* Expands allowances for Accessory Dwelling Units to be built in single-family residences for more family members than are currently allowed (current law allows for those 62 years of age or older or with disabilities). ADUs have separate kitchens, bathrooms and entryways but maintain the appearance of a single home.
* Creates a study commission to encourage population growth with housing opportunities such as workforce housing, mixed, income neighborhoods and age-friendly housing.
4. Prepare Students for the Workforce
* Create a 5 year, focused strategic plan to improve student performance and provide more opportunities for kids to be exposed to science, technology, engineering, arts and math (STEAM) education.
* Requires the Office of the Postsecondary Commissioner to demonstrate financial stability and quality academics with consideration of workforce needs when approving for-profit higher-education programs that grant certificates.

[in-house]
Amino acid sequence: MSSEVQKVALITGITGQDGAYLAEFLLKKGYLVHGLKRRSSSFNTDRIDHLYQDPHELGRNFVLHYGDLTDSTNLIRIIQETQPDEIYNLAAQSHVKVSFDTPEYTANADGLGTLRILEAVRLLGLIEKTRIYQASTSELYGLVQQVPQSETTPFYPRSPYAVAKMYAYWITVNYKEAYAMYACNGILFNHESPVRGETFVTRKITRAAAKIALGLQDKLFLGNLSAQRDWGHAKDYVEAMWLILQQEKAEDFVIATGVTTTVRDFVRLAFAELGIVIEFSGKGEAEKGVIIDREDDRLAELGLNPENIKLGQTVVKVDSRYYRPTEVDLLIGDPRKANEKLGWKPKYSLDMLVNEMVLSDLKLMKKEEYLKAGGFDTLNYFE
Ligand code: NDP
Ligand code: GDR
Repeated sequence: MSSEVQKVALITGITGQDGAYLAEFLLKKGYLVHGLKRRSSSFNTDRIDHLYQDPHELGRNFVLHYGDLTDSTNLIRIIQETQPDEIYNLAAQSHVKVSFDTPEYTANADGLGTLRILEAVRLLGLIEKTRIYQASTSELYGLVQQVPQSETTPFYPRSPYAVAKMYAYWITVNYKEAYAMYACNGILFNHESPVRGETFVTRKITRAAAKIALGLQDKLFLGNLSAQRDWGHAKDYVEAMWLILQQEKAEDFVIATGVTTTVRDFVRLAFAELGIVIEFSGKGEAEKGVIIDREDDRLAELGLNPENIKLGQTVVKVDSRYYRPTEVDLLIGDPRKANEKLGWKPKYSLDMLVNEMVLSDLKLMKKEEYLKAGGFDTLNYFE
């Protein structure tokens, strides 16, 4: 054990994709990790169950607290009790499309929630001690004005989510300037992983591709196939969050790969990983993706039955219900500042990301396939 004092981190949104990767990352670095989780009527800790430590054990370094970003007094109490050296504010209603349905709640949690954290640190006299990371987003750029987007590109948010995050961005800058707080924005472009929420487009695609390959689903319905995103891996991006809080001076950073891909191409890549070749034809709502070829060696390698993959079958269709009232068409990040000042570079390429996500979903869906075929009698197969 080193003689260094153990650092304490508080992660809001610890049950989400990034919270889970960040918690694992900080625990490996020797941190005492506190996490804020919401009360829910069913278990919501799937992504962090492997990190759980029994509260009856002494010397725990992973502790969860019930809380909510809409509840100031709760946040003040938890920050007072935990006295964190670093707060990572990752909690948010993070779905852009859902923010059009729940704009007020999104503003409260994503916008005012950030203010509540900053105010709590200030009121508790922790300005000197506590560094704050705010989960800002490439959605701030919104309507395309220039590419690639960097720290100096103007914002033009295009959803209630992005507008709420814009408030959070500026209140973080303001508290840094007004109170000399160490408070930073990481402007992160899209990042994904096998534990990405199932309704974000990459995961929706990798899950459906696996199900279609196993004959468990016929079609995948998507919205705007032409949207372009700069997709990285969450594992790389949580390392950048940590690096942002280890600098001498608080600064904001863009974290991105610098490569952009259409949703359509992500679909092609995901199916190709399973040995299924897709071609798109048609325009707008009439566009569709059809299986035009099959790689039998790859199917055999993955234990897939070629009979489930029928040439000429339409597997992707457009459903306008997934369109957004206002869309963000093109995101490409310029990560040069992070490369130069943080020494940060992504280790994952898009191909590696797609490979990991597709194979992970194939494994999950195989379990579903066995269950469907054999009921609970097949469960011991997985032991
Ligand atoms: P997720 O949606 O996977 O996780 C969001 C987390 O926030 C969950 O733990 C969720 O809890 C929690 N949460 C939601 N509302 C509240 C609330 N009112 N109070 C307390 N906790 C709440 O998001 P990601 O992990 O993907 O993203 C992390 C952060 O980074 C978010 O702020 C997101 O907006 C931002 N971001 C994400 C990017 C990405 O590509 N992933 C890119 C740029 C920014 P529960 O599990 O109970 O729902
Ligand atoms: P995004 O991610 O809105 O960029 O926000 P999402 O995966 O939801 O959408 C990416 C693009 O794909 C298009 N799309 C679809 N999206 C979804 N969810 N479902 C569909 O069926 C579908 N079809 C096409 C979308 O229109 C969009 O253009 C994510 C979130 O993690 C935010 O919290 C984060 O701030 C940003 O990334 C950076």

5. Enhance Rhode Island’s Seafood Industry
* Establish a “Right to Fish” law similar to the “Right to Farm” law to ensure local fishers and aquaculturists can’t be found to be public nuisance due to odor or noise of seafood or equipment
* Include fisheries in the apprenticeship program to encourage the next generation of fishers
* Reactivate the Senate Task Force on Fisheries to review statutes and regulations of the industry
6. Help Small Businesses and Breweries Grow
* Raise craft beer limits for sale to a full case of 24 beers for 16 oz. cans
* Allow investors to raise a fund to make loans to early-stage investments in smaller companies (fewer than 250 employees) and in return, the investors get tax credits for their capital investments.
7. Examine Health Care Provider Reimbursement Rates
* Gather data to examine the health care provider rates and how those rates compare to surrounding states in order to determine if the state is losing health care professionals to other states
The following bills were filed last week: